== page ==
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Decision in Criminal Case, Plus Suit Involving Strip Search of Students

By FindLaw Staff on May 14, 2010 | Last updated on March 21, 2019

In Eley v. Bagley, No. 06-4503, the Sixth Circuit faced a challenge to the district court's denial of a petition for a writ of habeas corpus by a defendant convicted of aggravated murder and aggravated robbery and sentenced to death. 

In affirming the district court's denial and dismissing the petition, the court held that the Ohio Supreme Court's finding that "the record fails to reveal sufficient indicia of incompetency" did not involve an unreasonable application of clearly established Supreme Court precedent.  Thre court then went on to reject defendant's claim that his counsel performed ineffectively by failing to investigate and present adequate mitigating evidence at the penalty phase as without merit.  And lastly, the court held that under Batson v. Bagley, any defect in the trial court's sentencing was cured by the appellate court's reweighing of the evidence presented on direct appeal.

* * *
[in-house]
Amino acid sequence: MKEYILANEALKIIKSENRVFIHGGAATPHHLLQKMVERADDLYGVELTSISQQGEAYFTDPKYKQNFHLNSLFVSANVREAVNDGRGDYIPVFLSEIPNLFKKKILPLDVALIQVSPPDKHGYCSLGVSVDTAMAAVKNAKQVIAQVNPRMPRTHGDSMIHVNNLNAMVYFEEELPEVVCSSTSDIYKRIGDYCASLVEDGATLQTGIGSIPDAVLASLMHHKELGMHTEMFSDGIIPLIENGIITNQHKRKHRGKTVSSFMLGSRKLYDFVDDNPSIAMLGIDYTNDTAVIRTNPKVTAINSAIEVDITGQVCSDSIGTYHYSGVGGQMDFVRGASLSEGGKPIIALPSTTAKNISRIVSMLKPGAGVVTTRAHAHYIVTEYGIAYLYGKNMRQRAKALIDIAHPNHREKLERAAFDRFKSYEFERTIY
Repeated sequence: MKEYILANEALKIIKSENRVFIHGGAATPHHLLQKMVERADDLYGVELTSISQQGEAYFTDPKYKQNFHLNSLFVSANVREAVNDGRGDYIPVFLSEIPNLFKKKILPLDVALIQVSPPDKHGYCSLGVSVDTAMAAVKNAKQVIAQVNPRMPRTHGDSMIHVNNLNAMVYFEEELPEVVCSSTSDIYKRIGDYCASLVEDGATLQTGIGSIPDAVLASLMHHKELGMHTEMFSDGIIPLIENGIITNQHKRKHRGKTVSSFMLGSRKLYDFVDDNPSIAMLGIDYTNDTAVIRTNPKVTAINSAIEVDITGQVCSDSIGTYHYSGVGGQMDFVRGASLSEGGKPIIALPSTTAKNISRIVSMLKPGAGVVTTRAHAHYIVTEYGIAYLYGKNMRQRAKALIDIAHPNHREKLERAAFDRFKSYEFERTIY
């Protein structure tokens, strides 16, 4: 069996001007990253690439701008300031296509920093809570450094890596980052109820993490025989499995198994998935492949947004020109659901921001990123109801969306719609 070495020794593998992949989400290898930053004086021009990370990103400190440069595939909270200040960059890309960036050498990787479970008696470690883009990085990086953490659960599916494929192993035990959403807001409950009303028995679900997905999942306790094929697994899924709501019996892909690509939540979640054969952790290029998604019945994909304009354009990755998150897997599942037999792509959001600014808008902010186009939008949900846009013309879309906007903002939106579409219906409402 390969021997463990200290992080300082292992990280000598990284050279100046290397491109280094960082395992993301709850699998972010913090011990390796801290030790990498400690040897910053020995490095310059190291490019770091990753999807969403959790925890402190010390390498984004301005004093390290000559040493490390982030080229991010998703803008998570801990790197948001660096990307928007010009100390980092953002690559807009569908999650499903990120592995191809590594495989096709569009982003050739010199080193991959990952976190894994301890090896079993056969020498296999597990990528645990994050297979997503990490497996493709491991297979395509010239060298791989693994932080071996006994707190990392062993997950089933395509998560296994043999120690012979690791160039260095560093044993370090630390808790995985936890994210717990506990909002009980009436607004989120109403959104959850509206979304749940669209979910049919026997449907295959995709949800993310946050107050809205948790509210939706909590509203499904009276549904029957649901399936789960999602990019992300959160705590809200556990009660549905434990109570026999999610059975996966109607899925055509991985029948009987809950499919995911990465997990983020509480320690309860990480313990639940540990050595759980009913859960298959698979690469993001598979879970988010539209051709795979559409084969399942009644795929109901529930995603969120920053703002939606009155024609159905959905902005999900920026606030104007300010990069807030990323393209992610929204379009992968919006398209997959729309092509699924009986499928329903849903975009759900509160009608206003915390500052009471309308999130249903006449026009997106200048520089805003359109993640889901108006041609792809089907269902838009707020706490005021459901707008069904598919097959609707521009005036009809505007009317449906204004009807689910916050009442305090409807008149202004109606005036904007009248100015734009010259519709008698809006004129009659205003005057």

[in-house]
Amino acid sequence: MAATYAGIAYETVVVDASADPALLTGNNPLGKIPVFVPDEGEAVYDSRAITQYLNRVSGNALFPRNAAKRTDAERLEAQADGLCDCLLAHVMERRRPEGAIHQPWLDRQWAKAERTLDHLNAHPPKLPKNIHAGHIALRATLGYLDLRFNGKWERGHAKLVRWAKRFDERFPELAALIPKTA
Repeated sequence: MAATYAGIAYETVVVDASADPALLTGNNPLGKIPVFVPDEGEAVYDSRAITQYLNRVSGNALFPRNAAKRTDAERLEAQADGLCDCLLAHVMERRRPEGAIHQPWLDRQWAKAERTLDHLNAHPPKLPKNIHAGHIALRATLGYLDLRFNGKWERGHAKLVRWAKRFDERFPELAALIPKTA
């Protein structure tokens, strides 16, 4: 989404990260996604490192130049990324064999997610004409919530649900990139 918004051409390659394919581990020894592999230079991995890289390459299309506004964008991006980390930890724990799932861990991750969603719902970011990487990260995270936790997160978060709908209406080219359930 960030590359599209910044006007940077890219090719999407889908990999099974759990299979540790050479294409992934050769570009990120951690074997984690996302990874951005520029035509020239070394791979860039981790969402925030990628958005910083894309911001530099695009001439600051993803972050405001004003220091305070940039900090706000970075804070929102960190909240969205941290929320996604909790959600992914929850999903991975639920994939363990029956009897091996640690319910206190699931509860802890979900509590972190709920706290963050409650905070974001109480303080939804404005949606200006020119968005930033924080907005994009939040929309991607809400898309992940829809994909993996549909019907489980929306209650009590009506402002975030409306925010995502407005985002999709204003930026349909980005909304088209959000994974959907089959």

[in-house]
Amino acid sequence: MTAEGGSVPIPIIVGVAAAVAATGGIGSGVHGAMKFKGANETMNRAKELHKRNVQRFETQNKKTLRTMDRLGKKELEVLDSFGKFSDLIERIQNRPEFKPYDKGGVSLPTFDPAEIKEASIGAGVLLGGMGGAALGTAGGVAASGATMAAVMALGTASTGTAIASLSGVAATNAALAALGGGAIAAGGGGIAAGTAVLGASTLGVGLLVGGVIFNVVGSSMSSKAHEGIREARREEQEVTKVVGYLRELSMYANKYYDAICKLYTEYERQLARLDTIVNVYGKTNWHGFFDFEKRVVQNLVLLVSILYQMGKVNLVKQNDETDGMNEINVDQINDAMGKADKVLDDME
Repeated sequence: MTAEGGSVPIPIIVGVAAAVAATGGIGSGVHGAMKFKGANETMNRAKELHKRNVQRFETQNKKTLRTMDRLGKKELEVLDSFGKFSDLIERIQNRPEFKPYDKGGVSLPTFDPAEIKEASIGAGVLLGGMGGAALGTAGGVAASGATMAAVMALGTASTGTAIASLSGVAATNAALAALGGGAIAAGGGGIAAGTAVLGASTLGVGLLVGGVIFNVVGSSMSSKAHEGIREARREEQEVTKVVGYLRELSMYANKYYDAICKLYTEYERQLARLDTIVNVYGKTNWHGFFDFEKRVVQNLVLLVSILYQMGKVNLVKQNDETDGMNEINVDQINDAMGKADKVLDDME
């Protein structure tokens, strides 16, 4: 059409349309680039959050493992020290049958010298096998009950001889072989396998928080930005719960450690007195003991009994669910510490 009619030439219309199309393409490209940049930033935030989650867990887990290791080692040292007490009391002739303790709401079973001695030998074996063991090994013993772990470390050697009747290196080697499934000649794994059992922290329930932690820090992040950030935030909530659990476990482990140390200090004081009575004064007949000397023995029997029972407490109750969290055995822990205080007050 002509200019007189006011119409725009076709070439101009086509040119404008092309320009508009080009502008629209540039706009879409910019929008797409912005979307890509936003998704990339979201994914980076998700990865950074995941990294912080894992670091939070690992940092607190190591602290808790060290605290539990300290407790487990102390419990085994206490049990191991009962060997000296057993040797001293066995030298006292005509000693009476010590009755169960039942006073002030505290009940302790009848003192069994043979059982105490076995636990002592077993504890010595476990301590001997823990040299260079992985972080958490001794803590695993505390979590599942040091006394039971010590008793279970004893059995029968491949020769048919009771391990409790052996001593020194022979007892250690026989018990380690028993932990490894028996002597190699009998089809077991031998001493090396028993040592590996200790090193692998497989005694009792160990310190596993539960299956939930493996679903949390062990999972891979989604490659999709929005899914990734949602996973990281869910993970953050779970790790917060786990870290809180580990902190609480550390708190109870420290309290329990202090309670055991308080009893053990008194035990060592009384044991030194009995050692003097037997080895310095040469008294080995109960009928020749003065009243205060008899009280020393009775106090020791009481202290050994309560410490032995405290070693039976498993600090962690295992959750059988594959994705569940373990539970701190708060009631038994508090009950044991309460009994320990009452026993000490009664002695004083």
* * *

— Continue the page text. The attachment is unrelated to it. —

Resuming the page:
Knisley v. Pike County Joint Vocational Sch., No. 08-3082 , concerned a challenge to the  denial of qualified immunity for defendants in a suit brought by eleven plaintiffs alleging that they and every other student in their high school nursing class were subjected to unconstitutional strip searches after students in the class reported that a credit card and other items were missing.

On remand from the United States Supreme Court, the district court's denial is affirmed as, Beard v. Whitmore Lake Sch. Dist. remains good constitutional law and because that law was clearly established at the time of the strip search in this case, precedent does not require a result contrary to that reached in Knisley I, as this circuit's clearly established case law on the issue put the school and its employees on notice that this search was unconstitutional.     

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